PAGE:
The power of the trade unions was decimated during the reign of Margaret Thatcher but surely we do still have employment rights and protection, don’t we? Well, if Gary Snart of Health Trust Europe (HTE) answered that question, he would apparently answer with an emphatic, “no”!
Here’s the problem. The NHS is critically short of staff and in order to keep the NHS afloat whilst trying to plug the disastrous hole in its resources, it relies on hard-working agency support staff to work alongside NHS employees, delivering the same high levels of compassionate and attentive care to patients. But whilst we as patients would not be able to tell the difference, if you’re an agency worker, the differences couldn’t be starker.
In order to get paid, most healthcare agency workers through an umbrella company; a company that pays them but, very importantly, also employs them.
The NHS and its trusts do not want to provide the agency workers with employment rights, so umbrella employers step in to provide them. This undesirable and unfortunate consequence of the way the NHS is managed is not likely to change anytime soon so, for us all to benefit from healthcare in times of need, we have to rely on our hardworking agency workers. The NHS could not function without agency workers, so they should not be treated as second class workers, which will be the consequence of the proposed changes.
HTE, one of the major players in deciding how our NHS is run, seems bent on using its huge corporate power to return us to Dickensian times, all in the name of “compliance” and somehow overlooking the inconvenience of the law; specifically the employment rights and protection of our hardworking and underpaid healthcare workers.
Although so far no more official than via LinkedIn messaging, it seems on the cards that in the next month or so HTE will force many thousands of healthcare agency workers to resign and find a new umbrella employer if they want to continue working and being paid in the same role. This will be done with no regard whatsoever for the employment rights that they have earned with their current umbrella employer.
Why is this about to happen? In simple terms HTE, which has the financial control over whether hundreds of recruitment agencies across the country can continue to recruit for the NHS, are going to make them only deal with umbrella companies that are accredited by the FCSA or Professional Passport.
So, why do doctors, nurses and other healthcare workers need to be worried? For agencies to continue being paid, they will need to force the workers to resign from an umbrella employer that is not accredited and obtain employment with a new one that is. The consequences for the workers will be:
And, depending on individual personal circumstances, loss of accrued rights and entitlement to:
Can employment agencies legally do this? Absolutely not! How agencies conduct business is governed by The Employment Agencies Act 1973 and The Conduct of Employment Agencies and Employment Businesses Regulations 2003 (the Regulations), with the laws enforced by The Employment Agencies Standards Inspectorate (EAS). By Regulation 5, an agency is absolutely not allowed to tell any candidate that he or she must use any of its ancillary services (most commonly CV writing and interview techniques etc) for it to assist with finding a suitable role or to continue in one.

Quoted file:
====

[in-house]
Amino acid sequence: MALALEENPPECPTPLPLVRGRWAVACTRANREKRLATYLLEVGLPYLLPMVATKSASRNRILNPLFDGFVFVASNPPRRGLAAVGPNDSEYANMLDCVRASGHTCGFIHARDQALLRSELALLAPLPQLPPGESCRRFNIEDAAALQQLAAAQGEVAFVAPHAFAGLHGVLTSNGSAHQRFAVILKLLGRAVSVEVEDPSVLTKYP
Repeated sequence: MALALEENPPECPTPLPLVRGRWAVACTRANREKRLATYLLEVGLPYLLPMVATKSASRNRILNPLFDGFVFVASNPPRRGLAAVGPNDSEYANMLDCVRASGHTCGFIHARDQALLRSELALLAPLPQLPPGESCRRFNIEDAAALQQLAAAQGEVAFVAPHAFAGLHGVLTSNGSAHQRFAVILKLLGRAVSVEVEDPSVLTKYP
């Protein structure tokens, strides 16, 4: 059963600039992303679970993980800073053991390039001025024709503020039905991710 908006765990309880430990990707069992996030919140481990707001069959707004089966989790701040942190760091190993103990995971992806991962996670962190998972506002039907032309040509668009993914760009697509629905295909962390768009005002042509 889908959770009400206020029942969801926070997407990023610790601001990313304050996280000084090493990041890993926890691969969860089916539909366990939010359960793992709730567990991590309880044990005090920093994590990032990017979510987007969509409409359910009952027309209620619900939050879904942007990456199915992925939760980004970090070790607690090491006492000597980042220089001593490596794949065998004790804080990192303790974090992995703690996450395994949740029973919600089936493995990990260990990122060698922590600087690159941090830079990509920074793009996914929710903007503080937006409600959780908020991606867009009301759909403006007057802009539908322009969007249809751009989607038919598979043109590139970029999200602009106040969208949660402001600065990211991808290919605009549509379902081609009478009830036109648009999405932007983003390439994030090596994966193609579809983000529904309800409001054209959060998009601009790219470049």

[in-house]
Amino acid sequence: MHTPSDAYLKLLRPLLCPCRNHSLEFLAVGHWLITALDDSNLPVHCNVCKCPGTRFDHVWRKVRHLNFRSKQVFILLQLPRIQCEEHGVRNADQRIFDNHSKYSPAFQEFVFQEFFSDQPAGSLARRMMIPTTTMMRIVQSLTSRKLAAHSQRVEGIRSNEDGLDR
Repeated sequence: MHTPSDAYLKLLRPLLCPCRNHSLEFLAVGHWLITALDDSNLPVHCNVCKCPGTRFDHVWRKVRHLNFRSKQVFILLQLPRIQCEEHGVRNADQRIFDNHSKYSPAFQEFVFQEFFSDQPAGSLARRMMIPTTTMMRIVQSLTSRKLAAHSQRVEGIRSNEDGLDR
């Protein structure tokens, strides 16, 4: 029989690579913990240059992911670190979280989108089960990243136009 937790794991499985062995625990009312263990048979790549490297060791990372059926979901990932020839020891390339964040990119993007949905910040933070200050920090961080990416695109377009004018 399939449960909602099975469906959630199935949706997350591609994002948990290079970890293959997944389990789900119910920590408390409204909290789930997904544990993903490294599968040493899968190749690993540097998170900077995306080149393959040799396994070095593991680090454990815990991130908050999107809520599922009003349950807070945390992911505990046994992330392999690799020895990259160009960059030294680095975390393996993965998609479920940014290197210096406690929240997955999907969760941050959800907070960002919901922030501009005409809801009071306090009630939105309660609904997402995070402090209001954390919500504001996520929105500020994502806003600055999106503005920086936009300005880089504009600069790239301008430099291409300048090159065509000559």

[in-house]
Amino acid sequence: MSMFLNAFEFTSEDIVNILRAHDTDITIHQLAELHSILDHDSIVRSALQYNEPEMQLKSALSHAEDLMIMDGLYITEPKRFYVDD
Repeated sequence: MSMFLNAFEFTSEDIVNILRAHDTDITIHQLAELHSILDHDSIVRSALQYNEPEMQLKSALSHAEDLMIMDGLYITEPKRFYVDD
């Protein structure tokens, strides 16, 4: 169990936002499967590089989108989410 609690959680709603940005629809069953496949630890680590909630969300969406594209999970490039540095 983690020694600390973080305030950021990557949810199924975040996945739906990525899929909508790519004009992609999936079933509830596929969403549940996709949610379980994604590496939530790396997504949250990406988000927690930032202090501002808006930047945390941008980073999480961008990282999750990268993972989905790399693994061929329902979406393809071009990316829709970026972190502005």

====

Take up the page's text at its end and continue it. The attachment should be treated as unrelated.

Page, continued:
Importantly, an “ancillary service” also includes advice and guidance (which cannot possibly be impartial given the financial interest that underpins it) on the use of an umbrella employer that suits the needs of the agency. Such conduct extinguishes workers freedom of choice and dismisses the purpose and intention of the Regulations.
So, in the brave new HTE world, for an agency to continue being paid (note the financial self-interest), it will have to dictate to its candidates that they must choose an umbrella employer, which is likely to be on its preferred supplier list, that is accredited. In simple terms, such conduct by an agency is against the law. If any agency candidate is forced along this route, they must complain to the EAS.
The EAS will investigation and take action through the criminal court system against agencies that flout the rules. The EAS can apply to an employment tribunal to ban someone from running, or being involved in the running of an employment agency or employment business. In 2018 there were 11 individuals banned and that figure is understood to be significantly increasing for 2019. According to the most recent EAS annual report covering 2017 to 2018, it received 1,261 complaint during the period with complaints from healthcare sector forming the greatest number and 11 prosecutions in the pipeline that could result in criminal convictions, fines and compensation orders.
Healthcare workers and their representatives must make a stand now as the proposed changes will come in very quickly, as will the imminent loss of rights of tens of thousands of individuals.